|on 07 Dec Posted by Admin Category: Site Promotion|
by Jody Nimetz
As we enter 2010, there are many of us that have been in the search marketing for a number of years, some even into their second decade. We all realize the importance of quality links to a website. Yet many go about “link building” in different ways. Some purchase links, some buy and sell links, some submit to directories, some outsource and let others purchase links on their behalf. Some even outsource and let others submit to free directories and participate in link exchanges. Of course some focus on a combination of the above, while yet others simply create content in hopes of acquiring quality links. The fact of the matter is that links still matter. The search engine algorithms continue to place a heavy weight on link popularity. While we are starting to see this change, a quality link still goes a long way. Many of you may be familiar with the work of Eric Ward who is a bona fide expert in link building. Eric had a great piece over at the Search Engine Land yesterday where he discussed how to take control of your link building in 2010. The part of the article that I found most interesting is what prompted him to write the piece in the first place. Here is an excerpt:
There is a website I know of, devoted to a very popular hobby. This site has been live since 1997. That’s twelve years. If I mentioned the company behind the site you’d probably know it. This site enjoyed very high rankings for many years, largely due to having such an early presence on the Web, which meant it also had a significant and healthy link profile. Their links were all natural, and they had never engaged in any sort of link building activities at all. A classic case of an older site with a perfect link pedigree.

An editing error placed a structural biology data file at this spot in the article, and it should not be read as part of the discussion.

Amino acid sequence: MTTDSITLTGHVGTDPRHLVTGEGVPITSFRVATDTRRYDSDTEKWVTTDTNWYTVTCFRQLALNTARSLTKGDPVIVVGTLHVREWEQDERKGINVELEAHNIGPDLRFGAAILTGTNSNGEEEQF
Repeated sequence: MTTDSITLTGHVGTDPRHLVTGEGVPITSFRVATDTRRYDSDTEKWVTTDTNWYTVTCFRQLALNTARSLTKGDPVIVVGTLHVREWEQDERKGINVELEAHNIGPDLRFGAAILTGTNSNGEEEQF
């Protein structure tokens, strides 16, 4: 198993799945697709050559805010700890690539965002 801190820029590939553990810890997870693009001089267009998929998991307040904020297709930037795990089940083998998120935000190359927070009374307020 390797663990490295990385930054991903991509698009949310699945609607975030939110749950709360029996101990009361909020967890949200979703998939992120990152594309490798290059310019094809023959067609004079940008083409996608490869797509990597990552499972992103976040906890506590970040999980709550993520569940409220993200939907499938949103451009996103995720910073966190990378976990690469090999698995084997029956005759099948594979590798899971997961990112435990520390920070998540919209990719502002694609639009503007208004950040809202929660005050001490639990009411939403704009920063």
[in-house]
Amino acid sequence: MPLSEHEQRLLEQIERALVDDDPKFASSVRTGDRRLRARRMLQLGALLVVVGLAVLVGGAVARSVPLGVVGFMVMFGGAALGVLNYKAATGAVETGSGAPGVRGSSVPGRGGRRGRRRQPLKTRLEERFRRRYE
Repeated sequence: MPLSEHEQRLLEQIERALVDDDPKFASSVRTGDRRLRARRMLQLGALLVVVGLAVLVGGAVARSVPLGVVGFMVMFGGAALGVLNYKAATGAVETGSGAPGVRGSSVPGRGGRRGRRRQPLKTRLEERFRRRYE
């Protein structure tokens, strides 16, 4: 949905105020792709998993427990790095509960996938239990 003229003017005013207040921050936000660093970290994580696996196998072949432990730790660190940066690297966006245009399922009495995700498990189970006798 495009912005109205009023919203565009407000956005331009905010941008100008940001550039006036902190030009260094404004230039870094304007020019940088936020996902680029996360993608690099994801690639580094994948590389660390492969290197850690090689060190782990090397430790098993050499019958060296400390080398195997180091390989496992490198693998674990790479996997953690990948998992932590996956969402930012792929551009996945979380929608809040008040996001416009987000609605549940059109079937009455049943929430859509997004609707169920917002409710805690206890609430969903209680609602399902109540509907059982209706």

A while back, they noticed that some of their rankings were slipping. Sites that were much newer, and not as robust, were outranking them. It’s a fairly common thing that many older sites experience. Because they never had to seek links in order to rank well, they didn’t spend much time on it. But the newer sites, knowing what they were up against, were actively seeking links, hiring link builders, doing all the SEO/SEM things that new sites do to fight an established brand site.
The older site responded but made a tactical mistake. They panicked. They hired link builders who used the type of tactics anyone reading this column would cringe at. The older site didn’t do this on purpose. They just didn’t know any better, because they were content experts, not search engine marketers or link builders. Not only did their rankings not improve, they worsened.
Nothing bothers me more than when an old site with a perfect linking pedigree and outstanding content ends up tarnished due to a simple lack of information about link building. While the damage can be undone, it never should have happened in the first place.
Sound familiar? I too have seen this happen with sites and as Eric mentioned while the damage can be undone, it never should have happened in the first place. Take some time to map out your link building strategy. Examine the various link building resources that you have access to. If you are involved in partnerships, sponoships or vendor relations look at any linking opportunities within those avenues. Link building continues to remain important from an SEO or organic search perspective. You can optimize your site all you want, but without quality external links to your pages, you simply will not perform as well as you should in the results of major search engines.
Is link popularity overrated? Well it is not like “he with the most links” wins. The IBL (In-bound Link) Quality is always more important. Link building is not easy (although there are many who might refute this) but link building is still important. Creating a plan for your link building strategy is where many online marketers need to start. The online space is a vast universe that is hyper-competitive in nature. As you think about where your online marketing strategies are going in 2010, you migh